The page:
Last month saw small progresses on many fronts at pointReturn. The pond environs were cleaned up, a trench to trap rainwater was dug, vetiver was planted along the trench’s edge, a kitchen was planned and begun and about 300 saplings were set in place. Of the plants, a good number were Pongamia Pinnata, India’s forgotten biodiesel tree. The last piece of action was particularly comforting, for in the last month too, fell the week which brought clinching evidence that this planet’s petroleum reserves may have peaked. The Peak Oil year may have arrived about 7 years ahead of the dreaded date.
A debate has been raging about biofuels. Can they replace current petrofuel networks that serve transportation systems? I will argue in a moment that it is the wrong question to ask and the wrong goal to pursue. But before that a quick round up of other tasks got done at pointReturn.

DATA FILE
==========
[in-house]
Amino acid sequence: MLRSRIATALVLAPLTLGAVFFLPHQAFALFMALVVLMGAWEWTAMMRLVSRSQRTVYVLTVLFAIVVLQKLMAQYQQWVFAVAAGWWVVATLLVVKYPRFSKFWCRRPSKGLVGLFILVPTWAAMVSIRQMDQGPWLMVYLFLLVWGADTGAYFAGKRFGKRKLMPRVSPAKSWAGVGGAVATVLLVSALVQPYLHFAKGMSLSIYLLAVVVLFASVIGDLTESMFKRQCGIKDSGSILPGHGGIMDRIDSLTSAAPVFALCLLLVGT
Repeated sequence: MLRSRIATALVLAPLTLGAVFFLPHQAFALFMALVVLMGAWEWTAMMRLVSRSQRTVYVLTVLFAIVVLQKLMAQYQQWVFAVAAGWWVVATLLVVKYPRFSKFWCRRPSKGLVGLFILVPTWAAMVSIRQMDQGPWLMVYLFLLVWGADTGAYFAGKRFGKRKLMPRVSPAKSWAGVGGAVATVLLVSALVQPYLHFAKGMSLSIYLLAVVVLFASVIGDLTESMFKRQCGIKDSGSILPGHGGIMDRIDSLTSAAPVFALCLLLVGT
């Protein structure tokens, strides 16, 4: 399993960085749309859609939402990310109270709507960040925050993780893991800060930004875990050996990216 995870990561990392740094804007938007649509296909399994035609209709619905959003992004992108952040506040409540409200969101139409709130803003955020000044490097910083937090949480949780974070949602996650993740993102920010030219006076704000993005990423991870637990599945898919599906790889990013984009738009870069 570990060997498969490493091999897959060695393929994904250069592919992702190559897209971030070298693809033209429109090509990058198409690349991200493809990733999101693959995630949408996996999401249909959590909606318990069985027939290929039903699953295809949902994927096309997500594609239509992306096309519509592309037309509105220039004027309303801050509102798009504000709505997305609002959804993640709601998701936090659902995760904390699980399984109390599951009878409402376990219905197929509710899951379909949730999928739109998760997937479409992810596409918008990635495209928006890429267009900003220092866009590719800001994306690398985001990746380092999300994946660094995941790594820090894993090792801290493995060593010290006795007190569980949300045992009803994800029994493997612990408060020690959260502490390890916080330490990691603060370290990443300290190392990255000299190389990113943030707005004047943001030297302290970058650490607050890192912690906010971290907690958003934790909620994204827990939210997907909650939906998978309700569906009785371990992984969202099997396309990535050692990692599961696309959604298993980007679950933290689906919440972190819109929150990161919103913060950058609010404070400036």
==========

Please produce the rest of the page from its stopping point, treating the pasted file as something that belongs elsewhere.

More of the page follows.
First, the embankment on the southern side of the main pond was recognised as redundant and therefore removed. The land slopes away to the north-east in the locality of the pond. Rainwater surges are restrained by ample embankments on the pond’s east and north. Once the southern embankment was removed, the large area by the pond’s side suggested itself as suitable for growing crops. This has now been partially levelled.
A 500′ site-wide trench was dug to intercept runoff from the west. The trench is 2′ wide and 4′ deep and is connected to the spillway of the main pond. It begins at the spillway in the north and runs all the way to the south-western fence of the property. This was the missing last piece of an integrated runoff control system; it covers 3.5 acres and is located within grids G1 and G2 of the site map. Runoff management success in these acres is the key to success in the rest of the site. Let me summarise it briefly.